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Bishop turnover puts dioceses in transition mode, fueling talk of ‘unprecedented’ challenges

Thu, 12/06/2018 - 4:11pm

The Rt. Rev. Mark M. Beckwith passes the diocesan crozier to the Rt. Rev. Carlye J. Hughes, newly consecrated Bishop of Newark, in front of Presiding Bishop Michael Curry on Sept. 22. Hughes is one of six women to join the House of Bishops or to be elected bishop since July. Photo: Cynthia Black/Diocese of Newark

[Episcopal News Service] A lot can happen in just one month when Episcopal dioceses are recruiting bishops. The nearly constant state of transition in the church’s episcopacy generates a nearly constant flow of news and updates.

November offered a telling snapshot of that process in stages:

The flurry of activity has continued into December, with Western Kansas consecrating a new bishop and Northern California releasing its slate of nominees. With dozens of dioceses embarking on or completing bishop transitions over the past 18 months, the frequency of searches has raised concerns that a limited pool of candidates is being depleted. Diocesan search committees tend to dismiss suggestions that they are competing with each other for applicants, though some dioceses have been open in pointing to what they said is a challenging landscape for bishop searches.

The Diocese of Nevada’s Standing Committee announced in October it was postponing its bishop’s election, calling the search process “challenging in several respects. One is that there were an unprecedented number of bishop searches in process, resulting in a limited applicant pool.”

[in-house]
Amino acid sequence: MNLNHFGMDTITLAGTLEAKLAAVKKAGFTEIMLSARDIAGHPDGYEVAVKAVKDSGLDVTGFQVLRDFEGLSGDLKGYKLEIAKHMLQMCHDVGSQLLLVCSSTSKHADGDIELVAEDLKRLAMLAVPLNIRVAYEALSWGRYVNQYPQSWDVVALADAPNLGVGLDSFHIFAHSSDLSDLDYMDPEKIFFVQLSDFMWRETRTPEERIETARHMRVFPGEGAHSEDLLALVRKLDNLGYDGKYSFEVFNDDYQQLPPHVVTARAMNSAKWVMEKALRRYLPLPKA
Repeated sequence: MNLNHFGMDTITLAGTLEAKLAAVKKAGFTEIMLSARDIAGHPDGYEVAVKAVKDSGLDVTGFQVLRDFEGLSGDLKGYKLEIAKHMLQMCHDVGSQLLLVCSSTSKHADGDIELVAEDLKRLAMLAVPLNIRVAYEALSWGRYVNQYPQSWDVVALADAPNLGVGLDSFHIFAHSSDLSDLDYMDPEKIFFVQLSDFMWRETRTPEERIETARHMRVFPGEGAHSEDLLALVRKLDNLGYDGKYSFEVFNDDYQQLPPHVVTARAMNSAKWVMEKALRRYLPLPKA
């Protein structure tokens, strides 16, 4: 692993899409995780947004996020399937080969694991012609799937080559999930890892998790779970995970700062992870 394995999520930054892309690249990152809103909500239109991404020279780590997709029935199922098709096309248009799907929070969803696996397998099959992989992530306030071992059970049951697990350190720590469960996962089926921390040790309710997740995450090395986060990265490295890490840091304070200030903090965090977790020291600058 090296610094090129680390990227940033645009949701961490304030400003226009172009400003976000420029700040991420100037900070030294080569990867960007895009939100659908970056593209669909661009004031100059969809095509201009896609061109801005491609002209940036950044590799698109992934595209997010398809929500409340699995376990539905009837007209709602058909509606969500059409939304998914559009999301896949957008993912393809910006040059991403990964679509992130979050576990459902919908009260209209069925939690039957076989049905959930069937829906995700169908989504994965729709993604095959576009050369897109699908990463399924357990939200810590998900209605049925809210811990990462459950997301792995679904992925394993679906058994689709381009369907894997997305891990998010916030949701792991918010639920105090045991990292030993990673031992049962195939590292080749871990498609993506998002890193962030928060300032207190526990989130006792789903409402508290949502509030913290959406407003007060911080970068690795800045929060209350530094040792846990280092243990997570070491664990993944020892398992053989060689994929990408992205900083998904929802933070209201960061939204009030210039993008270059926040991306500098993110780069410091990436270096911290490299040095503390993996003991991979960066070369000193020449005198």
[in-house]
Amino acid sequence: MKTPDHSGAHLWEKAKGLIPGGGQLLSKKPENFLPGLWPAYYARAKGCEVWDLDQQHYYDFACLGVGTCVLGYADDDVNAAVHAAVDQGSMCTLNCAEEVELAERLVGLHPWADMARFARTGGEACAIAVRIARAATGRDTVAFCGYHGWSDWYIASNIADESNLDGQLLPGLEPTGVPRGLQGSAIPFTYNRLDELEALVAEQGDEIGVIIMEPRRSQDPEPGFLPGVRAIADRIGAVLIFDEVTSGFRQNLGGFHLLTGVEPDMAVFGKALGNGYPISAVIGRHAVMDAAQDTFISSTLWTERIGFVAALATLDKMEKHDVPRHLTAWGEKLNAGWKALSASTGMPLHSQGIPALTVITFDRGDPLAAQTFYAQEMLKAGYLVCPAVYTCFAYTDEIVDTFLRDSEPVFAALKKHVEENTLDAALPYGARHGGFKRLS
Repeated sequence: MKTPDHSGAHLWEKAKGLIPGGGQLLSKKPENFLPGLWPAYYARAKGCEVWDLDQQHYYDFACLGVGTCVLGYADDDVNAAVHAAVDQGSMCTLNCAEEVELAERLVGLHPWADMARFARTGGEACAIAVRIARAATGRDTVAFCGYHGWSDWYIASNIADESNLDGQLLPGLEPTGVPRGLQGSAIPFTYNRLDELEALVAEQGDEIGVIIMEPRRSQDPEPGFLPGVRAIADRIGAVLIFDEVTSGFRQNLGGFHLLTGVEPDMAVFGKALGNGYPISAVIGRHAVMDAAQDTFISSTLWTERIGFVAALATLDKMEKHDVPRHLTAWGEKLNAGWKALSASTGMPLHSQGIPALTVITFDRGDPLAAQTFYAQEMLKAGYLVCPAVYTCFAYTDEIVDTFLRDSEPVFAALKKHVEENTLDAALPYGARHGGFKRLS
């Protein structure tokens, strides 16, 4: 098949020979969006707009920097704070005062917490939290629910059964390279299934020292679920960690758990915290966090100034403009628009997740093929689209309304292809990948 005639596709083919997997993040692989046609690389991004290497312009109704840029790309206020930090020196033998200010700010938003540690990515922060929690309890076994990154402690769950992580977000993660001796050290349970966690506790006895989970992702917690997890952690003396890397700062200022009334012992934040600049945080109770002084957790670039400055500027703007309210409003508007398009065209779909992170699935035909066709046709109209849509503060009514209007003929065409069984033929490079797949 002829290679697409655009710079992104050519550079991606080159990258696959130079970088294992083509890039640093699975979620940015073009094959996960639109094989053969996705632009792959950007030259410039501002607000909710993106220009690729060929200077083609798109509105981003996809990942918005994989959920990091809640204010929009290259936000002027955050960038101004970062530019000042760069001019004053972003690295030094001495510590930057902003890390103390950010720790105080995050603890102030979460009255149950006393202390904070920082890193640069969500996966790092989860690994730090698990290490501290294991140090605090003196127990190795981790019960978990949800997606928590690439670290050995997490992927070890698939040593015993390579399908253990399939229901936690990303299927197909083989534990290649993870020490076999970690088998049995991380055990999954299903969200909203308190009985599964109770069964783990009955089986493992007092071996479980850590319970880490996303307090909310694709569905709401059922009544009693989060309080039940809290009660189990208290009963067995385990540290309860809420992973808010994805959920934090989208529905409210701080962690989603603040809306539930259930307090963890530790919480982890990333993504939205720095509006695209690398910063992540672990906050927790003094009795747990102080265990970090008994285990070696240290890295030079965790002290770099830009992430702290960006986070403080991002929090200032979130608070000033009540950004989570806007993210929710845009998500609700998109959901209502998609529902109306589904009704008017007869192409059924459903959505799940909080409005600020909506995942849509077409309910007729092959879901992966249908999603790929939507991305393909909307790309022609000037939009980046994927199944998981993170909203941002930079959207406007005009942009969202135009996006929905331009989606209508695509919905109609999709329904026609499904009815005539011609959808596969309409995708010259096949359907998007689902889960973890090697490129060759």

The Diocese of San Diego made a similar claim after its search committee returned just one finalist, prompting the diocese to extend the deadline for nominees by petition. After a slate of nominees has been announced, search committees typically allow diocesan members to petition to add other nominees. Those nominees go through the same vetting process as those on the original slate.

“This is a time in the wider church when more than 20 dioceses are seeking bishops, and that has presented challenges,” said Bishop Katharine Jefferts Schori, the Episcopal Church’s previous presiding bishop who now serves San Diego as assisting bishop.

Do such developments point to a moment of crisis for the Episcopal Church?

Bishop Todd Ousley. Photo: David Paulsen/Episcopal News Service

In general, no. Each diocese searching for a new bishop faces a unique set of circumstances, and “the pool of candidates really is a function of the vision and mission of that diocese,” said Bishop Todd Ousley, who assists dioceses with bishop searches as head of the church’s Office of Pastoral Development. He downplayed the bishop turnover rate as a barrier to successful searches.

“There’s an ebb and a flow that is really, I think, a factor of the average [bishop] tenure, which is eight and a half years,” Ousley said. At that rate, bishop seats would open up in a dozen of the church’s 110 dioceses each year, so he doesn’t think the recent trend is unusual.

And while some dioceses struggle to find available bishop candidates who are the right fit, the churchwide turnover has boosted the gender and racial diversity in the House of Bishops. Six female bishops have been added to the house’s roster or elected by their dioceses since July, including three African-American women.

Tracking bishop turnover by several measurements

Quantifying the turnover trend can be tricky. By one of the broadest measurements, the volume of leadership changes recently has been staggering, with Episcopal News Service counting at least 35 dioceses, or nearly a third, that have been in some stage of bishop transition since June 2017.

That number, however, includes dioceses that for a variety of reasons aren’t actively searching for new bishops. The dioceses of Los Angeles and Dominican Republic, for example, previously named bishops coadjutor who later took over when their bishops diocesan retired, extending the full transition periods well beyond the end of the bishop searches. The dioceses of Lexington and Eastern Michigan chose to appoint provisional bishops, essentially postponing their searches.